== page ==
User Story Mapping is a simple technique that can help discover what you really need to build. It encourages telling a story and visualizing what the experience “feels” like through your customers eyes. It a great way to build empathy for your users and foster collaboration with your team. When trying it out for the first few times, I’ve seen teams struggle and not get the outcomes they were expecting. They might not understand what to do first or get too caught up in the minor details.
Let’s take a look at what you can easily do to be more successful when utilizing User Story Mapping.
Meet with the right people
Story mapping shouldn’t be done in a vacuum. You don’t want to do story mapping by yourself unless you are one of those rare unicorns that can do all the things! Here are the types of team members you need:
- Someone who understands what “value” is to the business and the customer
- Someone who is responsible for “designing” the experience for the experience
- Someone who understands the underlying technology to know if your ideas are even “feasible” within your constraints.
This is often referred to as the design triad (Usable, Valuable, Feasible) and makes up the minimum audience to building the right product. There can absolutely be others. For example, we often bring in our testers so they too understand and can validate what is built.
Spend time getting to know your users through personas
Your first instinct might be to just dive in and start creating stories and experiences for your users. That’s fine, but make sure you stop at some point and identify the personas you are designing for. By doing so, you will uncover critical stories you would have otherwise missed. I’ve made this mistake a few times.
On one of our projects we were story mapping for a Single Sign On process and we did a splendid job defining the user stories for the end users. However, we totally missed designing for “Andy the Admin” who was responsible for setting up users to use Single Sign On. If Andy can’t set it up, then all of the stories we created for the end users were moot.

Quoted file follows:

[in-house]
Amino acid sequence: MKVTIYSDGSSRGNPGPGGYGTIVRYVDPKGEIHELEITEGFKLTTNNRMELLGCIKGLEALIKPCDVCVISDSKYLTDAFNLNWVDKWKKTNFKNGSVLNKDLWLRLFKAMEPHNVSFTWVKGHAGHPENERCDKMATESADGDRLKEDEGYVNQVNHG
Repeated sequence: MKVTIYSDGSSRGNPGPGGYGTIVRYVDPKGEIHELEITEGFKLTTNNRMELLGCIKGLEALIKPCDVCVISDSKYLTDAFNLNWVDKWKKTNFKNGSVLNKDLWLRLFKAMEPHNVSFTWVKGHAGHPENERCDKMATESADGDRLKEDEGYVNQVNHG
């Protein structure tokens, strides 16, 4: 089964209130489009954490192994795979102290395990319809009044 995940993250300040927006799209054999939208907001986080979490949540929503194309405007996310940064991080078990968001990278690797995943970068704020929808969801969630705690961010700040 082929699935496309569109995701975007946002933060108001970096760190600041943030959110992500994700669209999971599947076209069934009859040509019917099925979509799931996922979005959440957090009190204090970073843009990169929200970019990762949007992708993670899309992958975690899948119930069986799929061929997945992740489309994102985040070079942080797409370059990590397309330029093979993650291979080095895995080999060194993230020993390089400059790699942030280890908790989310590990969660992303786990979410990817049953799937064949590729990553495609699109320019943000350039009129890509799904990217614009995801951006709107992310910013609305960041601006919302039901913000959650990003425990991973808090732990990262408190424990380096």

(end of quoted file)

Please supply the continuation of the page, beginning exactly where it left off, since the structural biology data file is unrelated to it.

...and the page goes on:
Smashing Magazine has several good articles on personas.
Choose the right medium/tool for you
There are a lot of opinions on whether you should use a physical board or a software tool for capturing your user story. There is no one way that is better than the other. You simply just need to use what works best for you.
We have used both physical boards and software tools like CardBoard and here are the advantages we see:
|Physical Board Advantages||Software Tool Advantages|
|The team is co-located||The team is distributed|
|The map won’t be up for too long.||The map will be around for months or years. |
Post-It Notes eventually fall to the ground
|Low Cost||You plan on transferring the stories into a work item tracking tool like Jira, Version One or TFS|
|Low barrier to making changes. You don’t have to worry whether a tools supports something or not||You want to view or work on the map at home, coffee shop, etc.|
|Digital maps can look better in presentations, wikis and documents|
The best advice is to just get started. Pick something and if it doesn’t work for you, try something else.
Annotate your cards to give them more meaning
Communication through visual controls is an effective and quick way to bring information and problems to the forefront. One of the things you can do to bring more value to your story map is to use “markers” to indicate more information. For example, you could use T-shirt sizing to indicate the amount of effort involved, or add a star to high value stories.
In the example below, we use the comment bubble to indicate that this story needs more discussion. In other words, we need to have a conversation to get to that shared understanding. We also use a question mark (?) to indicate when a developer has some questions before implementing the story. These annotations help draw the eye to things that need to be discussed and decided. In your next story mapping session, try using a few markers to give your story board more meaning.